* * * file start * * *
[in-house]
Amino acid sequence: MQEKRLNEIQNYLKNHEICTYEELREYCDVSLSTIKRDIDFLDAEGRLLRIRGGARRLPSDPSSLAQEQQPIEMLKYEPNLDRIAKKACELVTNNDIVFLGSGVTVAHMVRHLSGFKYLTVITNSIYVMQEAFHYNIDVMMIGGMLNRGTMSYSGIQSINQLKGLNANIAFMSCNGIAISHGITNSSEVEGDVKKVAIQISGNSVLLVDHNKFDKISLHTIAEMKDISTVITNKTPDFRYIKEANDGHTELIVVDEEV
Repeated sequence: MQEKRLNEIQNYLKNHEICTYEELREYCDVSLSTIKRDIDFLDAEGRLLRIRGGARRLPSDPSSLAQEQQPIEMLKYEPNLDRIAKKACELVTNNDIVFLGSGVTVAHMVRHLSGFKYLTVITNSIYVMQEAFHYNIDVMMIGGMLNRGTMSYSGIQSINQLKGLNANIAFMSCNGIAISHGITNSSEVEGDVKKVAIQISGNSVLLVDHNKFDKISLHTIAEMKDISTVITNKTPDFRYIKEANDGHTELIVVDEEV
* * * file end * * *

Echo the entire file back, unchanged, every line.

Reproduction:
[in-house]
Amino acid sequence: MQEKRLNEIQNYLKNHEICTYEELREYCDVSLSTIKRDIDFLDAEGRLLRIRGGARRLPSDPSSLAQEQQPIEMLKYEPNLDRIAKKACELVTNNDIVFLGSGVTVAHMVRHLSGFKYLTVITNSIYVMQEAFHYNIDVMMIGGMLNRGTMSYSGIQSINQLKGLNANIAFMSCNGIAISHGITNSSEVEGDVKKVAIQISGNSVLLVDHNKFDKISLHTIAEMKDISTVITNKTPDFRYIKEANDGHTELIVVDEEV
Repeated sequence: MQEKRLNEIQNYLKNHEICTYEELREYCDVSLSTIKRDIDFLDAEGRLLRIRGGARRLPSDPSSLAQEQQPIEMLKYEPNLDRIAKKACELVTNNDIVFLGSGVTVAHMVRHLSGFKYLTVITNSIYVMQEAFHYNIDVMMIGGMLNRGTMSYSGIQSINQLKGLNANIAFMSCNGIAISHGITNSSEVEGDVKKVAIQISGNSVLLVDHNKFDKISLHTIAEMKDISTVITNKTPDFRYIKEANDGHTELIVVDEEV